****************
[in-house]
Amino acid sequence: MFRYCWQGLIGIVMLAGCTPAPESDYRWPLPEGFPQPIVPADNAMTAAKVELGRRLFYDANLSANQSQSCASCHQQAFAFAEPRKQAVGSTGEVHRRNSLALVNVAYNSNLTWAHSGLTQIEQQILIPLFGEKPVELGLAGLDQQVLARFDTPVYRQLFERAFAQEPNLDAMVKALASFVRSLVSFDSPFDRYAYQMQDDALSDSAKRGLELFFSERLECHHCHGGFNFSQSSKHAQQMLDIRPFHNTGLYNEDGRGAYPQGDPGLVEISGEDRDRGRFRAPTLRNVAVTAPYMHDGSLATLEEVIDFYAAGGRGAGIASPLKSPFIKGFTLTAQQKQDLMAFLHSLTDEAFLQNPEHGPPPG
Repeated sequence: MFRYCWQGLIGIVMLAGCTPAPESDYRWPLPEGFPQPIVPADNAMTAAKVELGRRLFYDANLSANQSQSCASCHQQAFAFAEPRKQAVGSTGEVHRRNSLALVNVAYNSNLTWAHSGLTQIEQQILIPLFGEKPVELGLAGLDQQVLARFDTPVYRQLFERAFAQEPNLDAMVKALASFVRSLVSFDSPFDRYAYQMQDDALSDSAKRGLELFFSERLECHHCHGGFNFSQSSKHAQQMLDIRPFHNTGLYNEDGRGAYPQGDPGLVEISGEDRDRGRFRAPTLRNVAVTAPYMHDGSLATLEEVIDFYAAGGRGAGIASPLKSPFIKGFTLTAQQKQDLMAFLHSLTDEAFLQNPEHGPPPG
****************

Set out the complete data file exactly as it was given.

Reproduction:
[in-house]
Amino acid sequence: MFRYCWQGLIGIVMLAGCTPAPESDYRWPLPEGFPQPIVPADNAMTAAKVELGRRLFYDANLSANQSQSCASCHQQAFAFAEPRKQAVGSTGEVHRRNSLALVNVAYNSNLTWAHSGLTQIEQQILIPLFGEKPVELGLAGLDQQVLARFDTPVYRQLFERAFAQEPNLDAMVKALASFVRSLVSFDSPFDRYAYQMQDDALSDSAKRGLELFFSERLECHHCHGGFNFSQSSKHAQQMLDIRPFHNTGLYNEDGRGAYPQGDPGLVEISGEDRDRGRFRAPTLRNVAVTAPYMHDGSLATLEEVIDFYAAGGRGAGIASPLKSPFIKGFTLTAQQKQDLMAFLHSLTDEAFLQNPEHGPPPG
Repeated sequence: MFRYCWQGLIGIVMLAGCTPAPESDYRWPLPEGFPQPIVPADNAMTAAKVELGRRLFYDANLSANQSQSCASCHQQAFAFAEPRKQAVGSTGEVHRRNSLALVNVAYNSNLTWAHSGLTQIEQQILIPLFGEKPVELGLAGLDQQVLARFDTPVYRQLFERAFAQEPNLDAMVKALASFVRSLVSFDSPFDRYAYQMQDDALSDSAKRGLELFFSERLECHHCHGGFNFSQSSKHAQQMLDIRPFHNTGLYNEDGRGAYPQGDPGLVEISGEDRDRGRFRAPTLRNVAVTAPYMHDGSLATLEEVIDFYAAGGRGAGIASPLKSPFIKGFTLTAQQKQDLMAFLHSLTDEAFLQNPEHGPPPG